The envoys and representatives of the European Union, US and European countries in a joint state-ment stressed that the type and scope of “interna-tional donor assistance will depend, among other things, on the right and ability of girls to attend equal education at all levels.”
The Islamic Emirate however said that the provision of aid should not become a political tool.
The meeting was held in Brussels, where the special envoy and representatives of EU, France, Germany, Italy, Norway, the United Kingdom and the United States participated.
According to the statement, Deborah Lyons, SRSG for Afghanistan, also attended the meeting, which included technical sessions with the World Bank and UNICEF.
“Reaffirmed that progress towards normalized rela-tions between the Taliban and the international community will depend mostly on the Taliban’s actions and their delivery on commitments and obli-gations to the Afghan people and to the international community,” the statement read.
The participants also expressed concerns over the human rights situation in Afghanistan, including those of ethnic and religious minorities and groups.
“If the Taliban is considering governance, they should reopen schools for all girls and boys. The development in the society depends on the devel-opment of men and women,” said Anisa Basheeri, a women’s rights activist.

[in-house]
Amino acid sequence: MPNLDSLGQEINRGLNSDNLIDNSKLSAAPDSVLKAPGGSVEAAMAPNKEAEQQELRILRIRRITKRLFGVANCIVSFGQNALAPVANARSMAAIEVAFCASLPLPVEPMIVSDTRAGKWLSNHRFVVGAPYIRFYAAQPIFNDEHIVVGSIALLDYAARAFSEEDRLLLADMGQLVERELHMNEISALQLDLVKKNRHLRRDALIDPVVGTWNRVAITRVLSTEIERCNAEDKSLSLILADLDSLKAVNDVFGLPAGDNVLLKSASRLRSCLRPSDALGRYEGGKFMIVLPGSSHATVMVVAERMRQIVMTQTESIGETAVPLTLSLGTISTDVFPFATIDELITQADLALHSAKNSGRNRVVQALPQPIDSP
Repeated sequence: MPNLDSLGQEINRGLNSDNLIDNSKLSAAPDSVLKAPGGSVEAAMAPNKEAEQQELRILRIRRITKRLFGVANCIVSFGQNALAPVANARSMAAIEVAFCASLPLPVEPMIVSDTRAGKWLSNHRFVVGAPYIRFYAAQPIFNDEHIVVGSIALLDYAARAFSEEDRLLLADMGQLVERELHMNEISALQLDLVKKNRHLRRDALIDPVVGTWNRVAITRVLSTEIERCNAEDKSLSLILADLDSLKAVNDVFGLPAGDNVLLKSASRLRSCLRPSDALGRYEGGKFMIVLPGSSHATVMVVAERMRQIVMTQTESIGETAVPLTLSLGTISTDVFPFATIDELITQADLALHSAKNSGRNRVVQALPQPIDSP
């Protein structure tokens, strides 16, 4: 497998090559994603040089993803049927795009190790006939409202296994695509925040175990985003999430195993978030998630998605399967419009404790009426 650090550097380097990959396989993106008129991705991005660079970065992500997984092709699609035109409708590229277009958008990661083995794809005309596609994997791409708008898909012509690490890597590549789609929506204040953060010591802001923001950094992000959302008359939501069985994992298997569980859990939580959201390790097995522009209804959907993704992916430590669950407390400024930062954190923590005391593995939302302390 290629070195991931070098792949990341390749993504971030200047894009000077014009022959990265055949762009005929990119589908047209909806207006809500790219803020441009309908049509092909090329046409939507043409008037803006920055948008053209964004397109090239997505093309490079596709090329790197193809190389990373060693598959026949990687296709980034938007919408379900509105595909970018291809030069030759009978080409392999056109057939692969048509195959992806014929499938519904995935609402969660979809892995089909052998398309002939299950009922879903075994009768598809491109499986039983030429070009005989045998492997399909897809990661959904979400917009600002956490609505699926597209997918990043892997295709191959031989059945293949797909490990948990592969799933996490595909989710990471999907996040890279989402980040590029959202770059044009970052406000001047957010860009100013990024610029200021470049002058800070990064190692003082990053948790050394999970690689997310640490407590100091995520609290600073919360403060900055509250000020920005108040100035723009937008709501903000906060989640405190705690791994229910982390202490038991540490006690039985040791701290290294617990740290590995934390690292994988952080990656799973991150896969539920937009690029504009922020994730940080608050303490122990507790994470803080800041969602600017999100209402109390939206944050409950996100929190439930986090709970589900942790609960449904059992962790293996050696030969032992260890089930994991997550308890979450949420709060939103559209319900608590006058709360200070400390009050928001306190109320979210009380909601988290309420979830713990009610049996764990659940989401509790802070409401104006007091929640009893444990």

The Islamic Emirate called on the international community to not politicalize humanitarian assis-tance to Afghanistan.
“The humanitarian issues and the political issues should be separated. The humanitarian issue should not be used as a tool. Afghans call for further aid to be provided,” said Bilal Karimi, deputy spokesman for the Islamic Emirate.
The schools for girls in grades 7-12 have remained closed for more than 200 days.
Meanwhile, some female teachers said they have not received their salaries and that they are living in uncertainty.
“The salary of the past month for the teachers has been paid by UNICEF.
We call on the international community to continue their support to education ,” said Azizi Ahmad Riyan, a spokesman for the Min-istry of Education.
The UN special envoy for Afghanistan, Deborah Lyons, met with the acting Minister of Information and Culture, Khairullah Khairkhwah, and she called for girls’ access to education.—Tolo News